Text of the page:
(Source: MageP’s Lab)
Friday, August 29th, 2008
Frankly speaking, most of the time, I just couldn’t understand why the minority coalition parties like MCA, Gerakan, MIC and etc. continue to stick with Umno in BN even though they continue to be harassed and humiliated by their big brother?
Let’s take a look at the recent Permatang Pauh by-election. During the campaign period, Bukit Bendera Umno division head Ahmad Ismail had allegedly said Chinese were “squatters” in the country, who were both selfish and unjust, at a ceramah on Aug 24 whilst trying to buttress support for BN candidate Arif Shah Omar Shah in the by-election contest against opposition icon Anwar Ibrahim.
MCA being the usual MCA, feeling intimidated by the allegation, started to make furious calls openly demanding an apology and explanation from Ahmad.
MCA Youth has submitted a letter yesterday demanding an open apology, retraction and a promise not to make similar statements in the future while Federal Territories MCA Youth today launched a signature campaign outside the MCA headquarters in Kuala Lumpur to condemn Ahmad, demanding that he be sacked from his party.
The questions are: Is Ahmad going to apologize? Let’s presume he is going to.
If that’s the case, is he going to show the sincerity and feeling repent of his remarks hurled against the Chinese community?
Again, even if he does, MCA is fighting a non-cause as history has shown us that the similar antic will resurface in the future, it’s only a matter of time before the racial remarks will be repeated?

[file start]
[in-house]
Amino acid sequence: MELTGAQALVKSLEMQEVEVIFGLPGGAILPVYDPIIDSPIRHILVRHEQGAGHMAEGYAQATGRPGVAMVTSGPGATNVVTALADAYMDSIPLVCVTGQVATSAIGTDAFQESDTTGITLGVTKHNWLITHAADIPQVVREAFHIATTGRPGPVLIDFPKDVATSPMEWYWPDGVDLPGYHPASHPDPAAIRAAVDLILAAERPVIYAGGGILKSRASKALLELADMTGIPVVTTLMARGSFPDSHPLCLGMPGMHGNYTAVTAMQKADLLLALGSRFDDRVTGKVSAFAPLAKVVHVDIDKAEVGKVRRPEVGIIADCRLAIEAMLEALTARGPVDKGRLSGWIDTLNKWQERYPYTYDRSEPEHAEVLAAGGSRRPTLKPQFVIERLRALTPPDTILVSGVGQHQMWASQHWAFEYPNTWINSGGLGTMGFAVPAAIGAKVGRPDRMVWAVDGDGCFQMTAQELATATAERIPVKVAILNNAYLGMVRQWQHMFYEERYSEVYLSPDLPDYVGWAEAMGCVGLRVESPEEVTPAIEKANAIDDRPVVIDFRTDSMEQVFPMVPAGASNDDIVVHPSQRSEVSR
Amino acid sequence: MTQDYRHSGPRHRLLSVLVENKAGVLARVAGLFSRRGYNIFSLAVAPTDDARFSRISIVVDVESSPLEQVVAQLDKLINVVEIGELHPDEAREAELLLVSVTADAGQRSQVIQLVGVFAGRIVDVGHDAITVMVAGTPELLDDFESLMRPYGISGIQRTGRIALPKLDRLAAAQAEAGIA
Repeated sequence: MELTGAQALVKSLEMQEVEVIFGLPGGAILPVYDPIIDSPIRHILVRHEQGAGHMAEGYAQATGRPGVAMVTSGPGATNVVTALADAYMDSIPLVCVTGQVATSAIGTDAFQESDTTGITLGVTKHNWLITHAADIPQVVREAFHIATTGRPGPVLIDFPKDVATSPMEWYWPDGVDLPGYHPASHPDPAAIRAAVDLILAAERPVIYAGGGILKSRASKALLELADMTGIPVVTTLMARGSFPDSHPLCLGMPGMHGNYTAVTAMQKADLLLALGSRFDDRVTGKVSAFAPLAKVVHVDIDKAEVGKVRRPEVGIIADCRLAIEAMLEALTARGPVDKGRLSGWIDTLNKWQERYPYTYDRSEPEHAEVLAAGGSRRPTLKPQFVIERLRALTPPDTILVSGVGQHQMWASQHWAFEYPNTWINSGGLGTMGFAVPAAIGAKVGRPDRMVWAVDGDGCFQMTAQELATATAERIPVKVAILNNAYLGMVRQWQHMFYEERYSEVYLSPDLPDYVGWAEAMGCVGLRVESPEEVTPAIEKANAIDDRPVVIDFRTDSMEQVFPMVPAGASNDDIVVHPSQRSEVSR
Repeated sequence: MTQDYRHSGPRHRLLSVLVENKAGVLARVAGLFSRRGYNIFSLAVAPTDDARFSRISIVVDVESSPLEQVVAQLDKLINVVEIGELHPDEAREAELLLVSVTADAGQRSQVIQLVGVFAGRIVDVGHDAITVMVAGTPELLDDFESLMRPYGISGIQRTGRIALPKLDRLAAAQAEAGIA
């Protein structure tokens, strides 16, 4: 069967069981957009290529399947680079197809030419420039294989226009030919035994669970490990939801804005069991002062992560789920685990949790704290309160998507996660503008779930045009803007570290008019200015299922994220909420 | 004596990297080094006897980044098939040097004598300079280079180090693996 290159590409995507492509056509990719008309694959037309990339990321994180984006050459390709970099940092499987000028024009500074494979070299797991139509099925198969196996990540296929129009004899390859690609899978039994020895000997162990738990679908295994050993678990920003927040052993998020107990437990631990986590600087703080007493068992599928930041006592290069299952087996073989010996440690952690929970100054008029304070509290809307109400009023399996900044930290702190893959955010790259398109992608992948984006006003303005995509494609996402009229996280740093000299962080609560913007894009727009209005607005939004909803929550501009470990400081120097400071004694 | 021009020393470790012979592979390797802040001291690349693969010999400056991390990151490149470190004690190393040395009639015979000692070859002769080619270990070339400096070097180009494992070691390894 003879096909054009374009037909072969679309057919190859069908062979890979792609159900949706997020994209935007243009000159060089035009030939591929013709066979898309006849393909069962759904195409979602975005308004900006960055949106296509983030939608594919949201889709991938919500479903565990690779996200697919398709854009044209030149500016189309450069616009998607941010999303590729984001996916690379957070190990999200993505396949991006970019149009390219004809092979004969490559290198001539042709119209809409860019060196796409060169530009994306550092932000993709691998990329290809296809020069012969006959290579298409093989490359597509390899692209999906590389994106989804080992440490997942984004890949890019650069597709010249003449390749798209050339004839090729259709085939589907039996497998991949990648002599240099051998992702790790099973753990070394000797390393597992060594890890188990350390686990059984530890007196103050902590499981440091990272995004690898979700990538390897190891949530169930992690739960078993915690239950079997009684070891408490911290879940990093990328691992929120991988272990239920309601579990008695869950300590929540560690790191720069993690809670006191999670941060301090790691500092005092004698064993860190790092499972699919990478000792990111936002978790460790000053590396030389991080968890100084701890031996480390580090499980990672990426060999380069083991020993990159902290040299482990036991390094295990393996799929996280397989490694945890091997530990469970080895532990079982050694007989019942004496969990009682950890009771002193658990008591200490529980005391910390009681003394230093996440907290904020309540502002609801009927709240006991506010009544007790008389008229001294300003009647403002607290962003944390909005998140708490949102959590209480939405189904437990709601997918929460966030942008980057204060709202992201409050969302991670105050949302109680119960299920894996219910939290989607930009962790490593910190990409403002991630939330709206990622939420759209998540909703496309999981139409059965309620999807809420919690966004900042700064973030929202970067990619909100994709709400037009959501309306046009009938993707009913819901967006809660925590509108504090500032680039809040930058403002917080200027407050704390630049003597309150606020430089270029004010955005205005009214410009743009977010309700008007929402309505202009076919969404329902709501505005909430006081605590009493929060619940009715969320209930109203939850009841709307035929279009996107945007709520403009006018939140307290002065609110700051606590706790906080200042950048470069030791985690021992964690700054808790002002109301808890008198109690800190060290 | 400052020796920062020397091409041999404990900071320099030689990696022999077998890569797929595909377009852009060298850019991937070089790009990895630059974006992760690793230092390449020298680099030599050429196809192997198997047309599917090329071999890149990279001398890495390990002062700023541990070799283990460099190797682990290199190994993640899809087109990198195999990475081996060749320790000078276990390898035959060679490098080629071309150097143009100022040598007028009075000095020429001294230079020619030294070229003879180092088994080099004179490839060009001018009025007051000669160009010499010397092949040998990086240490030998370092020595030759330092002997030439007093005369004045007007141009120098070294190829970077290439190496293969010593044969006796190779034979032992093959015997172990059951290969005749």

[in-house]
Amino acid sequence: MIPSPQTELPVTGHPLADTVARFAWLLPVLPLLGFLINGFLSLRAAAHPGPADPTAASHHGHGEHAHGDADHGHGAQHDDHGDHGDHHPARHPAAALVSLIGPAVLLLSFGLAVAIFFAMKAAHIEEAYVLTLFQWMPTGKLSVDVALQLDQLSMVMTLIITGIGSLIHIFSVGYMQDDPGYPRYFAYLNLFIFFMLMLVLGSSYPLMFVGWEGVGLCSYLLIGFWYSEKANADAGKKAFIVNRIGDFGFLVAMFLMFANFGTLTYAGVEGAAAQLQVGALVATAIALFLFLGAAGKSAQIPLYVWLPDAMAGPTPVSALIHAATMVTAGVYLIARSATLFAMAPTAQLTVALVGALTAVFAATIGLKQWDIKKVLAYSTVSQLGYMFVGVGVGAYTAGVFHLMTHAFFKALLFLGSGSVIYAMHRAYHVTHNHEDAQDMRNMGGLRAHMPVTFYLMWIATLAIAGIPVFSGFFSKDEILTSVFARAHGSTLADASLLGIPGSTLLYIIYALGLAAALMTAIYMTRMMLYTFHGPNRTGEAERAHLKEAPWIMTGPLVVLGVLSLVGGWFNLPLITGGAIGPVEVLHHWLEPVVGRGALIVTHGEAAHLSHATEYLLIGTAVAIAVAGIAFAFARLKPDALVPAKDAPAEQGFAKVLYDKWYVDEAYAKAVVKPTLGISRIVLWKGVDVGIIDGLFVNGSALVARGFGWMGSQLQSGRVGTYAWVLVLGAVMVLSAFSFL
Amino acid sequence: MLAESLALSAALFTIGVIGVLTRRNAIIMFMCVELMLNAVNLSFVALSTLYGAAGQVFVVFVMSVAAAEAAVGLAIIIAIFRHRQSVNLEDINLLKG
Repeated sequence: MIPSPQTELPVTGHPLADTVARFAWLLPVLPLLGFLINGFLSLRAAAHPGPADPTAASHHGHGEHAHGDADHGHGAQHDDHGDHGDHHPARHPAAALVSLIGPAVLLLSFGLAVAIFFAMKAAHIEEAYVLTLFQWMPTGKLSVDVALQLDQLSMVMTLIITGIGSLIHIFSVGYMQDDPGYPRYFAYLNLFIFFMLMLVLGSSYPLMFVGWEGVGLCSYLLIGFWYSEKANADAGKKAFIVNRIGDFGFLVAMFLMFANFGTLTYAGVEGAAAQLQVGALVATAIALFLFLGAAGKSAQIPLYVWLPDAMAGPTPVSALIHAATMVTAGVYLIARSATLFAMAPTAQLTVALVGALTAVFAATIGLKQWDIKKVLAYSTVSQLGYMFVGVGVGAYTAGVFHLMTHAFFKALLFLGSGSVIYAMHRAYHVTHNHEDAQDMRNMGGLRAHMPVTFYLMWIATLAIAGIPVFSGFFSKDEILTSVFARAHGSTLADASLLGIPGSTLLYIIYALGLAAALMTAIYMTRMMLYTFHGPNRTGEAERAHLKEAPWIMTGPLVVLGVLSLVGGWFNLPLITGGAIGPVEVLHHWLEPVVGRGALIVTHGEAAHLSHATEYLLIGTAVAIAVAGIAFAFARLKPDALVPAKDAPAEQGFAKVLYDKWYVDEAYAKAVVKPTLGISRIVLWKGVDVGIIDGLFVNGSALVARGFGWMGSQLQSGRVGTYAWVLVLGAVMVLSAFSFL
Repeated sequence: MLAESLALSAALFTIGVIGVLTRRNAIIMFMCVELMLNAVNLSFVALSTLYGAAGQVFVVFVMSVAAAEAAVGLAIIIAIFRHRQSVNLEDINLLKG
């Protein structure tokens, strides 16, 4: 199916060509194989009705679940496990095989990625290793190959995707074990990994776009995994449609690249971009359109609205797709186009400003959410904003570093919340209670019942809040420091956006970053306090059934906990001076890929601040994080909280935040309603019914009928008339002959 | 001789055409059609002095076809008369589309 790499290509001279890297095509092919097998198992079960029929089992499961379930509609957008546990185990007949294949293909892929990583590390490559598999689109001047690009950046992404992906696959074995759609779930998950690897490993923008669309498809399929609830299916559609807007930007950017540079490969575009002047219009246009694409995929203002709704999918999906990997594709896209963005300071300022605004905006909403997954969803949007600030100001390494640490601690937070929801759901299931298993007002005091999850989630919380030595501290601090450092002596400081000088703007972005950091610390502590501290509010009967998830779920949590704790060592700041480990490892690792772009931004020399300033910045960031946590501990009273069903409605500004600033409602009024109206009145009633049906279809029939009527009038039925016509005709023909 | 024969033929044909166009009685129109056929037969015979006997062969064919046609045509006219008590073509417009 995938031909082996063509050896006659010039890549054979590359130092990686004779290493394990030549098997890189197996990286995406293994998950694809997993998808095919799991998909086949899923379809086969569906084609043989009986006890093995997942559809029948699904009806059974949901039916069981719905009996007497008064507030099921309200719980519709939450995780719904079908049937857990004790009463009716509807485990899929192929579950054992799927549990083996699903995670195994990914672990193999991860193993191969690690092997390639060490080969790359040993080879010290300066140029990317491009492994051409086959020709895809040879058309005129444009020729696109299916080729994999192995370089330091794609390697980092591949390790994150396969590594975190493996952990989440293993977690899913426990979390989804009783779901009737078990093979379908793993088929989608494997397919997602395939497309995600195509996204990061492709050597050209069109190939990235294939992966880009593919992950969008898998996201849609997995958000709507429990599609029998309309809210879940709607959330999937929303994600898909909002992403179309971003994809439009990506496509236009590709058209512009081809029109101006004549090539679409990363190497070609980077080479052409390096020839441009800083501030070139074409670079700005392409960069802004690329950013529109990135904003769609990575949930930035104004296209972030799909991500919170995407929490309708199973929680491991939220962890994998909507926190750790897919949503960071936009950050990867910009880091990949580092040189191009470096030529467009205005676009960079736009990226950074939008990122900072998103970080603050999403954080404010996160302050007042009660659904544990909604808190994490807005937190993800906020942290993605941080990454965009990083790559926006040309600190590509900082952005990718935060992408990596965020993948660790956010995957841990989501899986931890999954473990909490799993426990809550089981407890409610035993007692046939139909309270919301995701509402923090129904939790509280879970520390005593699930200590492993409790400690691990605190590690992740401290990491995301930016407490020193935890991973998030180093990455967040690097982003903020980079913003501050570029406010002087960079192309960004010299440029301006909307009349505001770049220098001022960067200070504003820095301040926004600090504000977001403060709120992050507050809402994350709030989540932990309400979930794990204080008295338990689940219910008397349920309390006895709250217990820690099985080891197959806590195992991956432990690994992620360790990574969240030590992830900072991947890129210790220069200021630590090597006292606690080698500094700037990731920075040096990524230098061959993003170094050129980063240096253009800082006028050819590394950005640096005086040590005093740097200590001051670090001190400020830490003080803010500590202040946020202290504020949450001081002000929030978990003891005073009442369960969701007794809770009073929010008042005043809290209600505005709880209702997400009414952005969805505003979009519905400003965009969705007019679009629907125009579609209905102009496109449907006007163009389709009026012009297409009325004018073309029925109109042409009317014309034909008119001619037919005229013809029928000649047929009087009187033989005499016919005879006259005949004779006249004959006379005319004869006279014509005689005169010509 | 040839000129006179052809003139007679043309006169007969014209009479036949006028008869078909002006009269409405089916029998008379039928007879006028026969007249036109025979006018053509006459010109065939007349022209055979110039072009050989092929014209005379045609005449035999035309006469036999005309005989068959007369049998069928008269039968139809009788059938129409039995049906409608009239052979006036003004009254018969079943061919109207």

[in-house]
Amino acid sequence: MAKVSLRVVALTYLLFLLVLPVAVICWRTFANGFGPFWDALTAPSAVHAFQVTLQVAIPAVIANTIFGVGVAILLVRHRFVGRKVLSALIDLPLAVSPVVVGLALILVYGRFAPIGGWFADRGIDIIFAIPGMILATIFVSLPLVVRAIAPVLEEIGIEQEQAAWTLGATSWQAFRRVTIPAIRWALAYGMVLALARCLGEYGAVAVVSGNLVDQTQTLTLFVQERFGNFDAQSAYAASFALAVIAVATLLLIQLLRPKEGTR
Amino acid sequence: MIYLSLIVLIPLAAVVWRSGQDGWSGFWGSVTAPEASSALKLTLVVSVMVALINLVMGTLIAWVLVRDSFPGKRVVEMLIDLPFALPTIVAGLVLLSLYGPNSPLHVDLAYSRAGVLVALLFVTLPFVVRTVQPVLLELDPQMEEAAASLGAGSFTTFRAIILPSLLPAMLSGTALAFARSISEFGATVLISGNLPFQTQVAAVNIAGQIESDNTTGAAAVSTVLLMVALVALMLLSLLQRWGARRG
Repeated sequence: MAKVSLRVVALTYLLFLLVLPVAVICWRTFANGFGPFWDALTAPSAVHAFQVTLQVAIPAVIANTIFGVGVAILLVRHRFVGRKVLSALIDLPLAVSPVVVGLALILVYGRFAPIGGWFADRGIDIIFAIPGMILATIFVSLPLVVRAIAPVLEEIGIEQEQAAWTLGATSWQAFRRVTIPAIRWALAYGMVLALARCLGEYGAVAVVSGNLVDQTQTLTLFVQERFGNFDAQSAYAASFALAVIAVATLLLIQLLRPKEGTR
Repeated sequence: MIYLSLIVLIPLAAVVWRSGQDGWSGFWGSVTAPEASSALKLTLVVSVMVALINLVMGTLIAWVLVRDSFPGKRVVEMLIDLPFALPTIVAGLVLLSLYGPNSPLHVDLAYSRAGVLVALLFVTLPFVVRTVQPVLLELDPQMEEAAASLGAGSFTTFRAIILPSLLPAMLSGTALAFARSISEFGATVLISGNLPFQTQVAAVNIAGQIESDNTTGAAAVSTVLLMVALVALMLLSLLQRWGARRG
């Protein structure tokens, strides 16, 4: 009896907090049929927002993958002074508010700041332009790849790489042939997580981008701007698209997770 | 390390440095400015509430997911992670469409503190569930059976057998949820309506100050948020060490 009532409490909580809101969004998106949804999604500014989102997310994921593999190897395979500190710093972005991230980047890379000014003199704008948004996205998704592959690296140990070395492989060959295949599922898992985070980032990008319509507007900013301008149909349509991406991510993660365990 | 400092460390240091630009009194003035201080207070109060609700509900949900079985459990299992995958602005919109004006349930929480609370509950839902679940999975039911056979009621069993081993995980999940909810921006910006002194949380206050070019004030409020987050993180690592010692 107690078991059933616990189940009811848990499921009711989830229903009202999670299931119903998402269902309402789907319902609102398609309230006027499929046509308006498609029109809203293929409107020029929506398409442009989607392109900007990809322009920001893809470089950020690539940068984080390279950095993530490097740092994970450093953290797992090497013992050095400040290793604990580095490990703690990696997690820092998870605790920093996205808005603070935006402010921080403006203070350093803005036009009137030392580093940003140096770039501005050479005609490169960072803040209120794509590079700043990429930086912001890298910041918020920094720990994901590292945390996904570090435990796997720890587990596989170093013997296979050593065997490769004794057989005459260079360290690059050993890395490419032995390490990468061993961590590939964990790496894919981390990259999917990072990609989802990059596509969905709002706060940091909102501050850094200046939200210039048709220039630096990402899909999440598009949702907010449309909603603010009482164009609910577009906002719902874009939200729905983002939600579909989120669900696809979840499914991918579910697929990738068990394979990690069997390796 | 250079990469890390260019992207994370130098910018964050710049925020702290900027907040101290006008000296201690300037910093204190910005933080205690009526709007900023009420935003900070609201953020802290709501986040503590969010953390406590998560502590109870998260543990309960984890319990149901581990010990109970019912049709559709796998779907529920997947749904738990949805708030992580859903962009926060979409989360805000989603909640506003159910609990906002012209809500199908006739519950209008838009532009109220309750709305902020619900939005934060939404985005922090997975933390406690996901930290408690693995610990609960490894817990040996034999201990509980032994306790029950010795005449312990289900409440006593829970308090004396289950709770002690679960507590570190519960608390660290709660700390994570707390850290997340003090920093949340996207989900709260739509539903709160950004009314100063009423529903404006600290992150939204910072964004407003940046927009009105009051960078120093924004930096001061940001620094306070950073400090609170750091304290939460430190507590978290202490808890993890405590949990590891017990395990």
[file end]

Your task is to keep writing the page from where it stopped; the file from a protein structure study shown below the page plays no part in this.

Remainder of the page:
I can’t help but to wonder, the public protest organised by the MCA Youth to show their displeasure is the only channel for them to highlight their frustration to the big brother? Does that mean MCA, Gerakan, MIC and the rest of the ministers representing the smaller component parties have no say at all during the Cabinet meeting, hence the public dissent?
The same goes to Gerakan too. It’s acting president Koh Tsu Koon, being his ownself only can afford to say that Barisan’s defeat in the by-election is another wake up call for the ruling coalition.
What a shame, especially when he continues to show dissatisfaction and at the same time, Umno continues to ignore him at their own peril.
Why? Probably Umno knows that Tsu Koon will continue to stick together irregardless of the difficult situtation the party is being put in since Gerakan has nowhere to go! No?
Then, how about the tsunami wave of change in the recent General Election? Isn’t that a wake up call for BN too? If it’s indeed a wake up call, why BN continues to act arrogantly and takes the rakyat for granted? What is the role of Gerakan who claims to act as the Opposition within the BN in fighting to ensure that BN does wake up from the painful lesson? Is it because they’re too afraid to speak up or there isn’t any opportunity at all for them to speak up, ever since the heavy defeat suffered by most of the Gerakan candidates, including Tsu Koon himself?
Why can’t he understand Gerakan is no longer relevant, especially when former party stalwart Toh Kin Woon who is dubbed as the “Conscience of BN” left Gerakan to openly expressed his support towards the “movement led by Anwar”? What about many Gerakan leaders who had lost hope towards Gerakan and gradually deserting the party in seeking a more ideal ideology like the one practised by the Pakatan Rakyat coalition?
Nevertheless, the entire affair which have taken place so far, I’m sure, has set the minority component parties in ruling coalition into deep thinking mode on whether they still can play an effective role in building a better Malaysia for us to live in, or else, necessary reform must be taken to rejuvenate themselves before they can convince the people that they, together with their big brother Umno have indeed awaken from the disastrous outing on March 8 and the most recent by-election.
Perhaps, the high-level acceptance shown by the people towards the “People’s Government” by the PR coalition proves that Malaysians nowadays are a lot more mature than what the Government wants us to be, which means, the beginning of the death of sectarian politics long practised in this country, hence the irrelevance of racial based parties in Malaysia’s political landscape.